When you think of networking events, you may initially picture an avid networker: a guy with slicked back hair and wads of business cards bulging out of his pockets. We’ll call him Slimy Stan. Slimy Stan not-so-subtly scans the room, and proceeds to go around to every group pitching himself and leaving a business card in the hand of everyone who crosses paths with him, without any intention of even learning their names.
Slimy Stan wants to connect with you on LinkedIn in hopes that he can use the “in” to land his dream job in the future. Moments after reluctantly accepting his business card and placing it in your bag, you notice an unsettling residual feeling from the whole encounter. You’re not physically slimy, but from the feeling in your gut, you might as well be! Let’s explore a few easy ways to approach networking events to gain the most value out of the experience.
How to Network Without Being Annoying
1. Dress for success
Even if you’re not a standard introvert, it can be hard to feel confident making a first impression if you’re donning an outfit that screams, “I literally woke up like this and just don’t care!” Whether you’re killing it at your Fortune 500 role or you’re in-between gigs, presenting yourself properly can help boost your confidence in uncomfortable situations. Fake it ‘til you make it, right?
The key to networking without being annoying is to dress the part. Opt for structured pieces, while keeping in mind that less is more. If it’s summer go for a collared shirt; in winter months, throw a blazer on top. Power colors like emerald green, ruby red, and royal blue will also help you project your most confident self.
Quick Tips: If you tend to wear accessories, don’t forget to accessorize! There’s a je ne sais quoi about a fresh manicure, earrings and a bracelet or broach that can tie your look together adding originality and polish. The idea is to be memorable, but not obnoxious in your presentation.
2. Master your elevator pitch
You may only have a few seconds to say who you are and what you do before the metaphorical “talking stick” is passed to the next person in your networking group. You can do better than just saying, “Hi, I‘m Kelly and I do marketing.” Don’t be afraid to go on for another sentence or two, but cut it off there to avoid evoking yawns.
Quick Tips: Struggling to describe yourself? Your Good&Co StrengthsCard is a great place to start! Include your name and the problem you solve with your work. For example: “Hi, I’m Noah and I work with startups to get their payroll in order as they grow.”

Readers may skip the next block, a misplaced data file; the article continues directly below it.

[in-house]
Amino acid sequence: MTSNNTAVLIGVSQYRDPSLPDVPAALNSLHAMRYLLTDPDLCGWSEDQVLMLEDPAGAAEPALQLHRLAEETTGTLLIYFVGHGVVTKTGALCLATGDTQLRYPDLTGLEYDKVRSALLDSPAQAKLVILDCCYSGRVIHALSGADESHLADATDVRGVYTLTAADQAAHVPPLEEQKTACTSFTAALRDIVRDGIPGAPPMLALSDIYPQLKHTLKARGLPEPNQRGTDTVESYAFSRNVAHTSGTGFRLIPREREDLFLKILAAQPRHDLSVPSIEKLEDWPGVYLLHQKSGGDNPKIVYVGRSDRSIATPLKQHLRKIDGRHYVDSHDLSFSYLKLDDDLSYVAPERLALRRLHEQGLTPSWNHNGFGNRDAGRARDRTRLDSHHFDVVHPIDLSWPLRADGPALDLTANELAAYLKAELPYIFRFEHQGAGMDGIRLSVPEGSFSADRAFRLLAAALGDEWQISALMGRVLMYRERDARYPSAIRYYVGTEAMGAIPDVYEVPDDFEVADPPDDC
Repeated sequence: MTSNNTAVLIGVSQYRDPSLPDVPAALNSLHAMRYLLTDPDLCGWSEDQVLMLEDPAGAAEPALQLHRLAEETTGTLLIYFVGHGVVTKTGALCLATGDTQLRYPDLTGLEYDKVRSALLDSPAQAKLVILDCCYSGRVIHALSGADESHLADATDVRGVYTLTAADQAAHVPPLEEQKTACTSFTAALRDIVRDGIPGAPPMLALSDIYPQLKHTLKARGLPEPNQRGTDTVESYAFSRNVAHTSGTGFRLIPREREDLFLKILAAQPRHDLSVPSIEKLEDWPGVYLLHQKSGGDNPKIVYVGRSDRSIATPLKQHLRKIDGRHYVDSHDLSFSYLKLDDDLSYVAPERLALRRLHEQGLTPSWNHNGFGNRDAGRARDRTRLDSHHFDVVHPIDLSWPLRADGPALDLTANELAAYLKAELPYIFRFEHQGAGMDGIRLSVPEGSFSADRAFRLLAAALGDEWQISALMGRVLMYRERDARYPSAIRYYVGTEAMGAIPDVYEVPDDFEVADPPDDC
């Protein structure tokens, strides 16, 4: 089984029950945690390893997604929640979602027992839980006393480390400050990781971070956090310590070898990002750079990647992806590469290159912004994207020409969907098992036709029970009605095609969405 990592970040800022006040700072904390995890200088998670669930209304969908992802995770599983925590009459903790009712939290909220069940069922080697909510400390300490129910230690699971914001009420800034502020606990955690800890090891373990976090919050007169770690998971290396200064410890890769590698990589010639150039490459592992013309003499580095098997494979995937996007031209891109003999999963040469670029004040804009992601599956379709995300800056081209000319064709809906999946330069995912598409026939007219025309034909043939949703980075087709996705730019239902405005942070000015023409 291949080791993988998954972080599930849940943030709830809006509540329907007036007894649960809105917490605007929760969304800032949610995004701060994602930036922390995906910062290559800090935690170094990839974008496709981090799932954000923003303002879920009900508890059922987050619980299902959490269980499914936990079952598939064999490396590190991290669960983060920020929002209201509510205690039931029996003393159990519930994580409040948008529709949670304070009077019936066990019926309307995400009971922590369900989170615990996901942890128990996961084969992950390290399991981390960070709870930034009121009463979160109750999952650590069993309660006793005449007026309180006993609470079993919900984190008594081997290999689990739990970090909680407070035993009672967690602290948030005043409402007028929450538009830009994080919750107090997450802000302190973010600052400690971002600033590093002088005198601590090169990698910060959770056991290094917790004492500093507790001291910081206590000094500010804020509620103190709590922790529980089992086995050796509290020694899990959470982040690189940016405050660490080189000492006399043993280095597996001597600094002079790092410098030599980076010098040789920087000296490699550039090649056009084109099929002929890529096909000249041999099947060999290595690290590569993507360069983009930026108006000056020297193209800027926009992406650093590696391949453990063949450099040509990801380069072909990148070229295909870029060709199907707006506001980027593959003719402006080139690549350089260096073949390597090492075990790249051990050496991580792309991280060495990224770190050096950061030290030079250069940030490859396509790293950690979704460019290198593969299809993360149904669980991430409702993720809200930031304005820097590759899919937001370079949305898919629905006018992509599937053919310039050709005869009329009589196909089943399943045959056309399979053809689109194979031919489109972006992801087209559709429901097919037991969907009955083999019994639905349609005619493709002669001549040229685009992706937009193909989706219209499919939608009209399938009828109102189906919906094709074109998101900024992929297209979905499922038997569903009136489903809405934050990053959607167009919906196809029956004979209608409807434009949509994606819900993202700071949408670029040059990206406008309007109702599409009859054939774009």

3. Set your intention
Do you want to meet a certain someone in attendance? Is there a speaker you are especially excited to hear? Maybe you’re new to the area and want to meet new people? Whatever it is, before you set out it’s best to have an idea of what you hope to gain from the experience and keep it front of mind the entire time.
Quick Tips: Establish a career goal for yourself. What do you love in your work? How can you expand upon that? If you don’t love exactly what you’re doing, brainstorm things you love about your current position and what you would like to add on in the next one. When attending events, focus on the positives of your work, keeping the conversation positively skewed will make sure you are remembered for the right reasons.
4. Ask more questions
If you drone on about yourself or everything you are working on, people will eventually get bored. Instead, charm people with your curiosity. Let people know you’re interested in them, and they’ll find you more interesting, paving the way for a quality connection that feels mutually beneficial.
Quick Tips: Get curious with your questions! What’s something this person learned this week? What inspired them to get into their field? Be eager to learn, and you, young grasshopper, will reap the benefits of heightened knowledge and connectivity.
5. Make one new friend
Don’t be a Slimy Stan by speed talking to everyone at the event. It won’t only be exhausting, but also surface-level. Instead, aim to network intelligently: when you click with someone, keep the conversation going, and if you don’t click, then move on.
Quick Tips: Dig deeper and connect about career goals, favorite restaurants, or whatever comes up naturally in the conversation. Exchange contact information and set-up a time to hang out.
Although at times networking may seem like a chore, it will give you the opportunity to learn from notable speakers, and make authentic connections along the way!
About the Author
If you have any questions or comments, feel free to tweet @StephanieThoma and we’ll ensure you are network-event-ready!